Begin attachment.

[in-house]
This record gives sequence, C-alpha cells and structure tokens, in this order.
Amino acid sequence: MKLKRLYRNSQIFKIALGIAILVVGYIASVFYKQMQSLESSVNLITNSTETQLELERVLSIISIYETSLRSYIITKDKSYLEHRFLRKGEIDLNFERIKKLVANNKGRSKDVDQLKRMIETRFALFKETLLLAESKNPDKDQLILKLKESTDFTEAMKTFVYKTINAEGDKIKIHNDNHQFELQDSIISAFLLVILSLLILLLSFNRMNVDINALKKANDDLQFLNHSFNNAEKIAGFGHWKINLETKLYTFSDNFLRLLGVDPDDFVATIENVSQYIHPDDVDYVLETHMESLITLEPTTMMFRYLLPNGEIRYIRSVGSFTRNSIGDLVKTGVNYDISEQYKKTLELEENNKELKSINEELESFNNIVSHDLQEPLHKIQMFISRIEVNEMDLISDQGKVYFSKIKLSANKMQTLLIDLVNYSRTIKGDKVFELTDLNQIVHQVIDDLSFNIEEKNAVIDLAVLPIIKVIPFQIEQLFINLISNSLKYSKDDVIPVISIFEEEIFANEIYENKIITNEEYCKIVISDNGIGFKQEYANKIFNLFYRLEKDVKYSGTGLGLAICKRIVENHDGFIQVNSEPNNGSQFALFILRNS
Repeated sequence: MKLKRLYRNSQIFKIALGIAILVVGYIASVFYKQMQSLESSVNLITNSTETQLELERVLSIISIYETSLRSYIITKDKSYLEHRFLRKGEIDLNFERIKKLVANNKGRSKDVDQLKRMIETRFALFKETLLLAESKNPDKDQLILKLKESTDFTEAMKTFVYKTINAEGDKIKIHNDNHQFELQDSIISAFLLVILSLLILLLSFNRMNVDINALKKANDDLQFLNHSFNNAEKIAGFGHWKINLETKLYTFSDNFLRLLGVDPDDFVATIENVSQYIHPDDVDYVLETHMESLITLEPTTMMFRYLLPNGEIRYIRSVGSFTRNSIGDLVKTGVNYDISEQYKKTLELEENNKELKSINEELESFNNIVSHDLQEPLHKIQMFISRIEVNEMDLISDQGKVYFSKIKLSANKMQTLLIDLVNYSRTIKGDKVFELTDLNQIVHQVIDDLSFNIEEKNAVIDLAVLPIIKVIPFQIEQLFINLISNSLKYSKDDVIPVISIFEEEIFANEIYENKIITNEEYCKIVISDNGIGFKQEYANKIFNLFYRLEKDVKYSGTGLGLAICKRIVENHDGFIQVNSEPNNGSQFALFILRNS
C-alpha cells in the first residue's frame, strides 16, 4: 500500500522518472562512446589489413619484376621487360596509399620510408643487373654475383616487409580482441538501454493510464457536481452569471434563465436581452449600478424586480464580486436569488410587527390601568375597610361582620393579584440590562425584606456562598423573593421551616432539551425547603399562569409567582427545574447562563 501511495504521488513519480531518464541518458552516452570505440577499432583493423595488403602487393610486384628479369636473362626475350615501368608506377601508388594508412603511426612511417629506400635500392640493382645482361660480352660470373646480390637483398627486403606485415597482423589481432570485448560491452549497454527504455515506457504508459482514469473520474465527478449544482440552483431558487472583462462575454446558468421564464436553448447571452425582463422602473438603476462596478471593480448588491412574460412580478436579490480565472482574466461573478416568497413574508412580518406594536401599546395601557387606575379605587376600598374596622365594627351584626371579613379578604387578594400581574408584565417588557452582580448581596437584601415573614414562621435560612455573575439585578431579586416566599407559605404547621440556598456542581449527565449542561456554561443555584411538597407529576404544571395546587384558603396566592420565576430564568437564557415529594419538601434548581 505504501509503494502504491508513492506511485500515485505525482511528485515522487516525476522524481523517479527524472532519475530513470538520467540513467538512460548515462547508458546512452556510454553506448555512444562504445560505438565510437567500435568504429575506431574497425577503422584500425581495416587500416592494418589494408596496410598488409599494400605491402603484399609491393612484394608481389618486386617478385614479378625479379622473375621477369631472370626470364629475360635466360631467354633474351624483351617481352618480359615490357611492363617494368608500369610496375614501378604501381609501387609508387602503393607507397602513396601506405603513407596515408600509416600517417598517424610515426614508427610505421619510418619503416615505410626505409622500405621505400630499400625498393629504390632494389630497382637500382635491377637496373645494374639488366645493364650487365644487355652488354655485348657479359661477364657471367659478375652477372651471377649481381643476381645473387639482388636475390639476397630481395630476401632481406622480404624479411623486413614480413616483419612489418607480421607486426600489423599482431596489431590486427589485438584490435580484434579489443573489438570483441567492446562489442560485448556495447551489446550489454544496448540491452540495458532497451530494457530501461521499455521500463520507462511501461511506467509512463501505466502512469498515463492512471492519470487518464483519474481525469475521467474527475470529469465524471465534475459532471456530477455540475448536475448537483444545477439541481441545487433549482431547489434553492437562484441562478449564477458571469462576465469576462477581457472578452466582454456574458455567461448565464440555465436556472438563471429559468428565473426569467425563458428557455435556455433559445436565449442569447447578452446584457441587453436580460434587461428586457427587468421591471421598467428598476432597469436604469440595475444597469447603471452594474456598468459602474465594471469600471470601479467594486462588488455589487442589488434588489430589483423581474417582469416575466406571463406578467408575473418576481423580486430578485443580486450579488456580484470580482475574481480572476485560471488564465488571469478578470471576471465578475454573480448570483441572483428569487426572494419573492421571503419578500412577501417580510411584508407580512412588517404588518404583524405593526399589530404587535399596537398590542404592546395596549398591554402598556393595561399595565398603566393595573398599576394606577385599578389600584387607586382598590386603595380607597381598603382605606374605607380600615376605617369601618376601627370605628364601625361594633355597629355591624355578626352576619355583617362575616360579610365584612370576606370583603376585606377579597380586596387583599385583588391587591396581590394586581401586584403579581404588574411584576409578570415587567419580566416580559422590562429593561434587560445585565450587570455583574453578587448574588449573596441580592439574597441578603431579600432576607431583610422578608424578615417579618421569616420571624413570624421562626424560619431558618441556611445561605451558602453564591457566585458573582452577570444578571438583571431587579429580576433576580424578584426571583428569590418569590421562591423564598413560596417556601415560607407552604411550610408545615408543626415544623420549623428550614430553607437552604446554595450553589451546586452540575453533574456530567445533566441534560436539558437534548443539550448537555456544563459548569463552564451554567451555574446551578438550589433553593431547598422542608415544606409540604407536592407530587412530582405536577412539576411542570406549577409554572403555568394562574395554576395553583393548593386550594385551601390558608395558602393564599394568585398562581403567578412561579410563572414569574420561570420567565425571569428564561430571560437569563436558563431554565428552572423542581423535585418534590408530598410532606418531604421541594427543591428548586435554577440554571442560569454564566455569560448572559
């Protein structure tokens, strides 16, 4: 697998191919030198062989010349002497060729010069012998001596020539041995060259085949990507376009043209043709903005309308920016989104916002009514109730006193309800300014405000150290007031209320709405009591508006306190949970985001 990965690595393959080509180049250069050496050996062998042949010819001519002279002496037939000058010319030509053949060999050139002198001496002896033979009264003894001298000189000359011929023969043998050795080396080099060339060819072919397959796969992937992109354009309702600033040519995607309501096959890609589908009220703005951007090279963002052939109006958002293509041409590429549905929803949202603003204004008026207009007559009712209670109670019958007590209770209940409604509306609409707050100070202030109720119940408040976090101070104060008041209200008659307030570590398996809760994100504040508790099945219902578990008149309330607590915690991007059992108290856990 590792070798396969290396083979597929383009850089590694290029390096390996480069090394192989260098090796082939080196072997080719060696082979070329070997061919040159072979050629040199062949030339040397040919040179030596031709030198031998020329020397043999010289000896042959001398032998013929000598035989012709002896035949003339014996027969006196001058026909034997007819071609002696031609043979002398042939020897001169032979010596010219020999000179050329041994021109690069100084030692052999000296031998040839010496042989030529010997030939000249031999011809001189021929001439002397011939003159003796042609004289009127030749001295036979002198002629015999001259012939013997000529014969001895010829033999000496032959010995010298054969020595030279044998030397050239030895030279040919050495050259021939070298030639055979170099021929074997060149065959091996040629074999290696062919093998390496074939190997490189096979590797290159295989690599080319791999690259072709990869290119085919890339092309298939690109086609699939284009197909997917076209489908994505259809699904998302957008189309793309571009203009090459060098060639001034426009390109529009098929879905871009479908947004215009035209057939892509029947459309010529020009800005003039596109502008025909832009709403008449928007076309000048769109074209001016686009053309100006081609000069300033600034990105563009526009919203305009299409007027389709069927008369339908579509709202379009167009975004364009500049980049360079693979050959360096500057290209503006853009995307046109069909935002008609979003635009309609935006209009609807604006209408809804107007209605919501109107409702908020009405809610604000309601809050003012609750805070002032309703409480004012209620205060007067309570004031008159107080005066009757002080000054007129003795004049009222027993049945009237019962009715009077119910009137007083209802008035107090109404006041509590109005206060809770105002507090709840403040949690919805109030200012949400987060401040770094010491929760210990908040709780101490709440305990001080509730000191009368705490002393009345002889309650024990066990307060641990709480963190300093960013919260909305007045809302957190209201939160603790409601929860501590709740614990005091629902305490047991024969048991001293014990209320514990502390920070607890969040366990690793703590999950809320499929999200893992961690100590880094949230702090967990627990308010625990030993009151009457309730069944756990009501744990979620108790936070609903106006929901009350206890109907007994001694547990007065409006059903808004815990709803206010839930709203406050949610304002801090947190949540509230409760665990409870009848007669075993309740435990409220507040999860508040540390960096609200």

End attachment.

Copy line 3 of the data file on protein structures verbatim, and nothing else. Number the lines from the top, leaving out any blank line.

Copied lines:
Amino acid sequence: MKLKRLYRNSQIFKIALGIAILVVGYIASVFYKQMQSLESSVNLITNSTETQLELERVLSIISIYETSLRSYIITKDKSYLEHRFLRKGEIDLNFERIKKLVANNKGRSKDVDQLKRMIETRFALFKETLLLAESKNPDKDQLILKLKESTDFTEAMKTFVYKTINAEGDKIKIHNDNHQFELQDSIISAFLLVILSLLILLLSFNRMNVDINALKKANDDLQFLNHSFNNAEKIAGFGHWKINLETKLYTFSDNFLRLLGVDPDDFVATIENVSQYIHPDDVDYVLETHMESLITLEPTTMMFRYLLPNGEIRYIRSVGSFTRNSIGDLVKTGVNYDISEQYKKTLELEENNKELKSINEELESFNNIVSHDLQEPLHKIQMFISRIEVNEMDLISDQGKVYFSKIKLSANKMQTLLIDLVNYSRTIKGDKVFELTDLNQIVHQVIDDLSFNIEEKNAVIDLAVLPIIKVIPFQIEQLFINLISNSLKYSKDDVIPVISIFEEEIFANEIYENKIITNEEYCKIVISDNGIGFKQEYANKIFNLFYRLEKDVKYSGTGLGLAICKRIVENHDGFIQVNSEPNNGSQFALFILRNS